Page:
Earthquake jitters drive exodus from Istanbul

Earthquake jitters drive exodus from Istanbul
Residents across Istanbul are unsure just how resistant their city would be should a 'big one' hit. / A.Savin, WikiCommons
By bne IntelIiNews March 2, 2023

Inhabitants of Istanbul are deserting the city in droves or joining the many relocating within its bounds amid earthquake jitters.

The catastrophic twin earthquakes that hit 11 provinces of southern and southeastern Turkey nearly a month ago, killing tens of thousands of people, have served as a terrible reminder that seismology experts have for decades viewed Istanbul, a metropolis of 16mn people, as highly vulnerable to a devastating earthquake that could strike at any time. Some experts believe a major earthquake with its epicentre in the inland Marmara Sea is probable. Istanbul is located between the Black Sea and the Marmara Sea.

Many residents of districts in Istanbul seen as most exposed to the impacts of a huge earthquake have decided to get away from Turkey’s largest city altogether or relocate to areas believed to be safer should there be major tremors, the manager of a moving company told business daily Ekonomi.

“This is supposed to be a low season for us. Companies [who provide moving services] would receive two or three calls a day normally, but this time round they are getting up to 25 requests each day,” Ali Ayilmazdir, president of END, an association which represents moving companies in Istanbul, was quoted as saying.

He added: “This movement of people is taking place between all districts, but particularly in the European side [of the city]. People say they are worried that their buildings are too old to stand up to an earthquake.”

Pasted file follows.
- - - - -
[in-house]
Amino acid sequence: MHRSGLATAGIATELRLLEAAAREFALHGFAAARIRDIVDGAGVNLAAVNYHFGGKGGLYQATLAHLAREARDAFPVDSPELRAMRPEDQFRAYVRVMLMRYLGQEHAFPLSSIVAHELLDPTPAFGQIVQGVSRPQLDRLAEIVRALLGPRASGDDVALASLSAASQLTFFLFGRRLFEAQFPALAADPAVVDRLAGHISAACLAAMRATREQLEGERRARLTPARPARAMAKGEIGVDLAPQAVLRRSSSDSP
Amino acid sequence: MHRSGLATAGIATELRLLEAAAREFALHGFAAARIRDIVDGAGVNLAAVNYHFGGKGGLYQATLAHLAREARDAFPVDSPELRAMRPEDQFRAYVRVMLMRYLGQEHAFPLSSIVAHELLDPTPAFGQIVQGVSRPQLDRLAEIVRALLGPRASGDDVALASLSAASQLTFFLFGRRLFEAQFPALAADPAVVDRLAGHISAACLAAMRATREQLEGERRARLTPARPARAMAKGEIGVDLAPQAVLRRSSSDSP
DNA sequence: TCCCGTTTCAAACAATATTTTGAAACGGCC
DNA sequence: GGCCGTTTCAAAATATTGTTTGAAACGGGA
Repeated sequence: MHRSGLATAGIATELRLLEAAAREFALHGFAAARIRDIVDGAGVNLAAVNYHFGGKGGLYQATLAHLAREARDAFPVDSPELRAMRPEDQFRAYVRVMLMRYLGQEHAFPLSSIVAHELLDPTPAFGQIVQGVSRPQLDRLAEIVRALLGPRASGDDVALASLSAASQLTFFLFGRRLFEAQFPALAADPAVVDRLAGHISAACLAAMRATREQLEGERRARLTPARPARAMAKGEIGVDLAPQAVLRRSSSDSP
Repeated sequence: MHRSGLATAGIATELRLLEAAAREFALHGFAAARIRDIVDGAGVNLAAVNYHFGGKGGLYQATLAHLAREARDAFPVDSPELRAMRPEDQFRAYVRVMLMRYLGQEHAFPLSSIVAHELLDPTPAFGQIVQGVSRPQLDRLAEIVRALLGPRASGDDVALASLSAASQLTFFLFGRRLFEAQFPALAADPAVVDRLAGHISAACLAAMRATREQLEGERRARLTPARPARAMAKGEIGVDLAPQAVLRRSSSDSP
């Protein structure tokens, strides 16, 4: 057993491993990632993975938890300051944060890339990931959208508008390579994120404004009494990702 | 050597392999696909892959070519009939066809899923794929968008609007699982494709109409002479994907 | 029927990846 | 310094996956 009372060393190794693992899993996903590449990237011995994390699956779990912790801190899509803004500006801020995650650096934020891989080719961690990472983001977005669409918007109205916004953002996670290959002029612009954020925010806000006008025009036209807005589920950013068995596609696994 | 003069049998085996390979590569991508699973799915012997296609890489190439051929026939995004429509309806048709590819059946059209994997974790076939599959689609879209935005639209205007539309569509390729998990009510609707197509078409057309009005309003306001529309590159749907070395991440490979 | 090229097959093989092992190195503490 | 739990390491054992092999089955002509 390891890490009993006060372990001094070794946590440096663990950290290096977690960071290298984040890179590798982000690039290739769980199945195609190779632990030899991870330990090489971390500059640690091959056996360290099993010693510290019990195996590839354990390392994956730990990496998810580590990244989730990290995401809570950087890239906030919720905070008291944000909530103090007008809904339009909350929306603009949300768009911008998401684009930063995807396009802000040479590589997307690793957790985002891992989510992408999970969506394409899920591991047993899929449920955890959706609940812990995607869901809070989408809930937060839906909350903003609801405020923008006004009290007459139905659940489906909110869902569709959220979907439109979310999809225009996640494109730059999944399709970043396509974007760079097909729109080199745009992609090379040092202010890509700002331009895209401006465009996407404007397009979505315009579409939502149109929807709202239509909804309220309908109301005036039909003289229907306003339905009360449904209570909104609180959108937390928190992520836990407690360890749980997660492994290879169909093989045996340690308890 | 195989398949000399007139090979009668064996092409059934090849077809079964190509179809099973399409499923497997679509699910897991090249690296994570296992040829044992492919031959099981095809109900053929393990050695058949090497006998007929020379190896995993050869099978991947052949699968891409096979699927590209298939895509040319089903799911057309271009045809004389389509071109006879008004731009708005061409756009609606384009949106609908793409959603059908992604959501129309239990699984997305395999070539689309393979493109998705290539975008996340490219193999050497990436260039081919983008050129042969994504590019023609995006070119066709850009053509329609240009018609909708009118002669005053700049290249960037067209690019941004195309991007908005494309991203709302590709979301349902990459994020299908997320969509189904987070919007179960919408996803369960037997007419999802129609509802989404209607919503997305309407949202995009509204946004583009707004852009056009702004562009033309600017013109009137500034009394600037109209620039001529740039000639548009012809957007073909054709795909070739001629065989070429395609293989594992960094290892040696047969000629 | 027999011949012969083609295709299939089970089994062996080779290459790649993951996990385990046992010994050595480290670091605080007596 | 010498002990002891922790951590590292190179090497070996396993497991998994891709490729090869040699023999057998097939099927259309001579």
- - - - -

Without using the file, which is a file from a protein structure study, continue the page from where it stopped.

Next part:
Great numbers of residents, meanwhile, are demanding that the city government check their buildings for earthquake-resistance. Shoddy building practices, which contractors were able to get away with due to corruption, laxity or incompetence on the part of authorities, are widely blamed for the shocking death toll caused by the February 6 earthquake disaster, which also struck northern Syria.

“Depending on the results of those inspections, we expect more people to relocate in the period ahead,” Ayilmazdir said.

Some Istanbul residents are retreating to their summer houses on the Aegean coast, while others are moving to the nearby provinces of Kocaeli and Izmit, the owner of a moving company told the daily.

Hakan Aydogan, president of the Real Estate Consultants’ Association, referred to an Istanbul study by Ipsos that showed up to 70% of survey respondents said they wanted to move to a safer apartment.

“Presently, only those who can afford to move are moving from one district to another or to different cities,” he added.